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Posts Tagged: Naama Shefi Results 4

New York Pop-Ups Deliver the Country's Most Exciting Jewish Fare

L?Chaim! Diners sip cocktails and dig into rich creamy bowls of hummus and crunch salads at a pop-up hosted by EatWith.

Image: Elion Paz

L?Chaim! Diners sip cocktails and dig into rich creamy bowls of hummus and crunch salads at a pop-up hosted by EatWith.

In the late 1800s a saloon owner named Kate Hester purportedly defied Pittsburgh’s new licensing laws by running a secret establishment where locals in the know could drink and enjoy the company of friends and strangers. When the evening’s festivities got too loud — as the story goes — Hester would hush the crowd by saying “Speak easy, boys.” And from Hester’s saying, the term “speakeasy” was coined.

5 Jewish Tastemakers To Watch

Healthy Cooking: White House assistant chef Sam Kass, doesn?t just spend his time in the kitchen. He works closely with Michelle Obama on her ?Let?s Move? campaign.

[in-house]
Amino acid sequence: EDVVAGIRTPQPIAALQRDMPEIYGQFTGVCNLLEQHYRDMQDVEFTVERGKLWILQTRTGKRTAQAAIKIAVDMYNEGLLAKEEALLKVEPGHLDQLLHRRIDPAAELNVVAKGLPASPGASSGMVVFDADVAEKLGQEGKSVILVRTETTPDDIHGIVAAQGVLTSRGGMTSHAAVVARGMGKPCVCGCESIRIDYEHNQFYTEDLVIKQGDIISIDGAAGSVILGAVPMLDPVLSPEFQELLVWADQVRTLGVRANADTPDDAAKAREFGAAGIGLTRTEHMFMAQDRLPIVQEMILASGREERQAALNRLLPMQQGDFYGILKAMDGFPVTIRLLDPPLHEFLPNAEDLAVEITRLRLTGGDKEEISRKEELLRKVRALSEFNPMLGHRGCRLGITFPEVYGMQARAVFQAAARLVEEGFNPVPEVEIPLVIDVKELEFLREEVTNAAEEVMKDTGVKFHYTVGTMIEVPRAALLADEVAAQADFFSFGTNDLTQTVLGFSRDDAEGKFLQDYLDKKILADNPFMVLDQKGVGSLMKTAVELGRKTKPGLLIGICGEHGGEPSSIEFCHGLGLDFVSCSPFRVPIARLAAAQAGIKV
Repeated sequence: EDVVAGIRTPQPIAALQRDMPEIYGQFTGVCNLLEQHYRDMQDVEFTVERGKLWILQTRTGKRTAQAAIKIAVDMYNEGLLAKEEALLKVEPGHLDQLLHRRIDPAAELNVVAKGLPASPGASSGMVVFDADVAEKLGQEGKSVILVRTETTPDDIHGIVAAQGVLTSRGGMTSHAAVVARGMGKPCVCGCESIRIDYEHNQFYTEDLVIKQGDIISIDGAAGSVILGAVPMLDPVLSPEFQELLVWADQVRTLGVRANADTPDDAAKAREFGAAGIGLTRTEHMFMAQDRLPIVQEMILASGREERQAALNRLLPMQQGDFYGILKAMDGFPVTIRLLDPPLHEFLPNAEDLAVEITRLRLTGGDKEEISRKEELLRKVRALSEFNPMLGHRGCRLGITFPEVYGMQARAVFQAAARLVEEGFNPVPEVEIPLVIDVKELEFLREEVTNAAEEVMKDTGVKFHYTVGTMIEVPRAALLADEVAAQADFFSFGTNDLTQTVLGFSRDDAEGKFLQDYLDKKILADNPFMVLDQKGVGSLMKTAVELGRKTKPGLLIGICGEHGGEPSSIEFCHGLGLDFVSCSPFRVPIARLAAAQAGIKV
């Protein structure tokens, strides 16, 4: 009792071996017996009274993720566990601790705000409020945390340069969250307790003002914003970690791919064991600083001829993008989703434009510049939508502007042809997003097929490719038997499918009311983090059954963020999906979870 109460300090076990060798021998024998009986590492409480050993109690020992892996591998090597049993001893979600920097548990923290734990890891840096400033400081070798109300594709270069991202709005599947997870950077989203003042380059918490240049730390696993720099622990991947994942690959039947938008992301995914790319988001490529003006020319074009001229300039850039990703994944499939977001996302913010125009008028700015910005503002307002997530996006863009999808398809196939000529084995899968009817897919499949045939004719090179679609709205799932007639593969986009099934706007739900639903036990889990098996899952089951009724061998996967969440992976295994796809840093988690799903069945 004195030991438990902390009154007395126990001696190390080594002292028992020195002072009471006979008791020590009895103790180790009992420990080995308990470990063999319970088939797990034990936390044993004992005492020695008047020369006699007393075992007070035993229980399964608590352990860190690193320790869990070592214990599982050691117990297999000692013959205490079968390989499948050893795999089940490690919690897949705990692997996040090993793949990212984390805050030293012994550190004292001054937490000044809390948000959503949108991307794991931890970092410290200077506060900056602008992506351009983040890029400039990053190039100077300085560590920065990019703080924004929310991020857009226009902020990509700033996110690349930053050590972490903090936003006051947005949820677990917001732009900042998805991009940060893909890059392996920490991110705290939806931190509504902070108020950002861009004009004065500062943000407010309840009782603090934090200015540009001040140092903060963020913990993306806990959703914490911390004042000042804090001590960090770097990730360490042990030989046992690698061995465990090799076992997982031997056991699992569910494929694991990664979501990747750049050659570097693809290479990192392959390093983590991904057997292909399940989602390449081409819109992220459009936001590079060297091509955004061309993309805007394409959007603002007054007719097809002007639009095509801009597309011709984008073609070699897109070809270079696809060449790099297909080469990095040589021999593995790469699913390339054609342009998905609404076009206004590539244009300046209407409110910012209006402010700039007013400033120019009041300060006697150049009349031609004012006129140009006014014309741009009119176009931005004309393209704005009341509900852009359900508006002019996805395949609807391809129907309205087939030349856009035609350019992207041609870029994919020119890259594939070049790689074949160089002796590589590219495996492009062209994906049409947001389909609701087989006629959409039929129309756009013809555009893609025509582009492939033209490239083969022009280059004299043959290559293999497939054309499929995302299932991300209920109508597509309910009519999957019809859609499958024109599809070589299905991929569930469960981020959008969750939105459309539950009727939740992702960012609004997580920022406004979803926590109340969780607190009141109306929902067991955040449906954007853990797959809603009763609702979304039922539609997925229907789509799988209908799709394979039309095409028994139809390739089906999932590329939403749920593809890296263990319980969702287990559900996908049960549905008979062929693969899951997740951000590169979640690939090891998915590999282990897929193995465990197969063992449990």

Image: Getty Images

Healthy Cooking: White House assistant chef Sam Kass, doesn?t just spend his time in the kitchen. He works closely with Michelle Obama on her ?Let?s Move? campaign.

Whether they’re influencing policy, curing pastrami or turning out beautiful plates of kosher fare, these food professionals give us a peek into the hot topics for 2013 — which is shaping up to be a tasty year, and perhaps even a healthy one.

Brisket: The Holy Grail of Jewish Food

Image: Courtesy of the Center for Jewish History

The truth about brisket is that your bubbe’s is probably the best. It’s probably better than my bubbe’s, and better than your neighbor’s bubbe’s, and while no two brisket recipes are the same, we’re all right when we say our briskets are the best. Past that, there aren’t a whole lot of definitives — even the terminology can get a little shady — which is exactly why putting five brisket aficionados on stage to talk about the comfort meat was more than fascinating.

Jewish Food: A Million Ways To Agree To Disagree

Image: Molly Yeh

If there is one teaching that I remember most from my summer camp Shabbats, it’s that part of being a Jew is challenging your beliefs about God: evaluating and re-evaluating your relationship with God, discussing, and possibly questioning a supreme being’s existence. Whether or not you agree with this idea, it appears that a similar evolving principle can be applied to Jewish cuisine. Simply mentioning the term “Jewish food” often sparks a heated debate and questions arise: Is there such a thing? Where exactly does it come from? What defines it? Is it kosher? Can I eat it with chopsticks?

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